“Before, we probably leaned too heavily on the machine and not enough live and we’ve switched that and I think that is a big reason why we’ve been doing so well”

About Samu Manoa, Fry said, “I’d probably start him in the back row. In the past, we’ve moved him to the second row more for scrummaging reasons…but I think our scrum has been solid right now and don’t see that as much as a priority and I think he’s dangerous off the base, dangerous as an 8. And the fact that he is doing less pushing in the scrums means he’ll be fresher around the park to get those big carries and those big tackles.”

About Todd Clever: “He’s a good friend, a good player. It’s too bad he’s not here. With where we are now, none of that [talking about his dismissal] is very helpful…We’re just going to get on with playing.”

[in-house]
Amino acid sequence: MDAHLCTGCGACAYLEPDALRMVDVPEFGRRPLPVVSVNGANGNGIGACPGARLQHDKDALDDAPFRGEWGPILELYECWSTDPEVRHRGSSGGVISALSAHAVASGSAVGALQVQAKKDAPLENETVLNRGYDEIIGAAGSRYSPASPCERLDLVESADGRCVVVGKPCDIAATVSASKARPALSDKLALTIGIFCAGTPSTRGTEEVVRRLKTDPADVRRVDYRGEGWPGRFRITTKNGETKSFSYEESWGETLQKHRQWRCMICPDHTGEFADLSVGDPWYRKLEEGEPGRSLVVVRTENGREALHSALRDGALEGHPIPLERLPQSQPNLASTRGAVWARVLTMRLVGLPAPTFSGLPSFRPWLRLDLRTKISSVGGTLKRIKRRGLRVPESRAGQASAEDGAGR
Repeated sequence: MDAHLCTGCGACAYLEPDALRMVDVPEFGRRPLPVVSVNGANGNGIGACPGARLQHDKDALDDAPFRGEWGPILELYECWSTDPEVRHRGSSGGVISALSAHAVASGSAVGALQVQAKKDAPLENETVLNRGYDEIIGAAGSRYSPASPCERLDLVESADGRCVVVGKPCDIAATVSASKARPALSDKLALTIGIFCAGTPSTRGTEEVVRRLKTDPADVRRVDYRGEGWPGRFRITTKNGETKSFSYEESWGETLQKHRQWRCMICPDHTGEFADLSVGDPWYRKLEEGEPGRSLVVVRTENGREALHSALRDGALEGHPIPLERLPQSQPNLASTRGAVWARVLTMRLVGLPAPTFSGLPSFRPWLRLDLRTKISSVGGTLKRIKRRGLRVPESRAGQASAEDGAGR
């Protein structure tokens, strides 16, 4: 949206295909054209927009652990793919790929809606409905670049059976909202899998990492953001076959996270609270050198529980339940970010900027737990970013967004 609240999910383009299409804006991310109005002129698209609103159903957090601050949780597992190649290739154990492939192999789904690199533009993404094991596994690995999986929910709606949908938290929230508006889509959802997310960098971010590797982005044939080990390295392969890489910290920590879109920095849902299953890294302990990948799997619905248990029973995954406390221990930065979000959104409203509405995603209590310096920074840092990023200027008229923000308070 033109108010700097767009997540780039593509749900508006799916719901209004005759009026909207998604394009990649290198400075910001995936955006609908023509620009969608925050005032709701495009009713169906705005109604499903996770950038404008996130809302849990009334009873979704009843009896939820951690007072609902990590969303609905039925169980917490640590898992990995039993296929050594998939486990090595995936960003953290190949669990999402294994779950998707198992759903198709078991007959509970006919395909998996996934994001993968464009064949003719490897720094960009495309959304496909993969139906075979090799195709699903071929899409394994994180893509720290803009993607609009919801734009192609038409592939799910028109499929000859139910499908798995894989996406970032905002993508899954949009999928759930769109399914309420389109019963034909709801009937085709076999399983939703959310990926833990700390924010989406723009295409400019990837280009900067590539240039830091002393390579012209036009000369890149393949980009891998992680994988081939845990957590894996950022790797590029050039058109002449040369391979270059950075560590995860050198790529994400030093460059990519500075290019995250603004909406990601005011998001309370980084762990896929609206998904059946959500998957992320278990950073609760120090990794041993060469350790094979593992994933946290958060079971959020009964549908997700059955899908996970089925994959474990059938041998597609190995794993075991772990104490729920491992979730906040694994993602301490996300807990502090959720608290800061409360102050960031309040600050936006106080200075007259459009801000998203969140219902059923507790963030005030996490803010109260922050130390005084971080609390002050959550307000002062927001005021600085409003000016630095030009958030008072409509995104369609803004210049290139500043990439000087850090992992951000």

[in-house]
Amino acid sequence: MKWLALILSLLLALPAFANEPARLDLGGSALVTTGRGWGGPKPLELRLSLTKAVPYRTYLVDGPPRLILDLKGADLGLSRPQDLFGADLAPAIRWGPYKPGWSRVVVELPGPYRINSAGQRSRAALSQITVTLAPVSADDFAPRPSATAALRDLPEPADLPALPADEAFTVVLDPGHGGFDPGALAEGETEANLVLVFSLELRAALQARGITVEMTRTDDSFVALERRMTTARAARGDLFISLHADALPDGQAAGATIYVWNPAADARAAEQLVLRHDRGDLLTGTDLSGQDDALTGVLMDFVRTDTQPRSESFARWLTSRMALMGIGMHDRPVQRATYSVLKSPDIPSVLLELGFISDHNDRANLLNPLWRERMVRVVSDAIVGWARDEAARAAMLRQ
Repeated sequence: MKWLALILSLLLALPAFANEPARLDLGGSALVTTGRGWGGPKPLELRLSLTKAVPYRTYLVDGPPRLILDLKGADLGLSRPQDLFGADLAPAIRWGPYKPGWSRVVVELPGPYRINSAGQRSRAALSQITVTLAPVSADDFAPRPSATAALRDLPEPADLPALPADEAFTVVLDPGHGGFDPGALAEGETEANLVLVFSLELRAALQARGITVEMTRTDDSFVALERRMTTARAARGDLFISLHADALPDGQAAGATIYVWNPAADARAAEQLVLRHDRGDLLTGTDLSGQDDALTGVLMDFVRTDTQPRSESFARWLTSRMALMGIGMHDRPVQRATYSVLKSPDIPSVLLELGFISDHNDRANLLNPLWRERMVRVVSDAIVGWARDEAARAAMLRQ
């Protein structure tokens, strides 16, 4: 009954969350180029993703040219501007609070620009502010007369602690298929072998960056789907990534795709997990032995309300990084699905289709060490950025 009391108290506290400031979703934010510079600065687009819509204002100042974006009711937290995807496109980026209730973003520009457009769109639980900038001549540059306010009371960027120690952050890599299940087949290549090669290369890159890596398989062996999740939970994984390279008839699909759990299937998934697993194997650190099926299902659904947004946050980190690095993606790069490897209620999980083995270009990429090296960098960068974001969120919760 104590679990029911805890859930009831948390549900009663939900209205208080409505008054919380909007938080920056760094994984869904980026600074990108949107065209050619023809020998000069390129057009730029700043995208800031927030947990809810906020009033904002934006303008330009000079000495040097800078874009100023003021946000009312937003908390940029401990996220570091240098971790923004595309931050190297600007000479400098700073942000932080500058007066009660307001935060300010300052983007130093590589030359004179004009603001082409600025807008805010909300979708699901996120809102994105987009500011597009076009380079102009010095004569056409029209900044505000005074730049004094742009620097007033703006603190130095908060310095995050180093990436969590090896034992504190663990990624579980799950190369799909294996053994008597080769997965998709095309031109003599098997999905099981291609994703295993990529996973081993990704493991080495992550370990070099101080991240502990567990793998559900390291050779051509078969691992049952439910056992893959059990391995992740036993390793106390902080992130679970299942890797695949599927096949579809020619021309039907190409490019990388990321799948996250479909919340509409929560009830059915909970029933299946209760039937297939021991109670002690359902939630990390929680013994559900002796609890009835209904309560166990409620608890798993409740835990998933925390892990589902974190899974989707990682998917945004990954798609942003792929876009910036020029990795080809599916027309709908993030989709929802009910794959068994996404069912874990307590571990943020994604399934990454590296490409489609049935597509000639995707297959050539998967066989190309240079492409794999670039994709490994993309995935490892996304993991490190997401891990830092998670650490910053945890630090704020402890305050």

Fry thinks the Eagles have a real chance to advance out of their World Cup pool. “We’ve shown how we played against Samoa, a close game. If we fix a couple things that we’ve been fixing, then that is our game. We’ve shown we can beat Japan. I think we can do it again. Two [wins] might be enough. Scotland is also a vulnerable side. I think we could have them. Our chances are looking better than they have in the past world cups.”

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About the Author ()

Jake Frechette lives outside of Philly, where he is engrossed enough in rugby that he sometimes forgets that when he talks about the Eagles, most people assume he means the NFL flock. He once played both tight head and inside center in the same game, which shows that he is strong, handsome and has nice hair. One of the things he finds most enjoyable in the rugby world is that Andrew Hore is a Hooker and he can't wait until his sons are old enough to giggle at that one with him.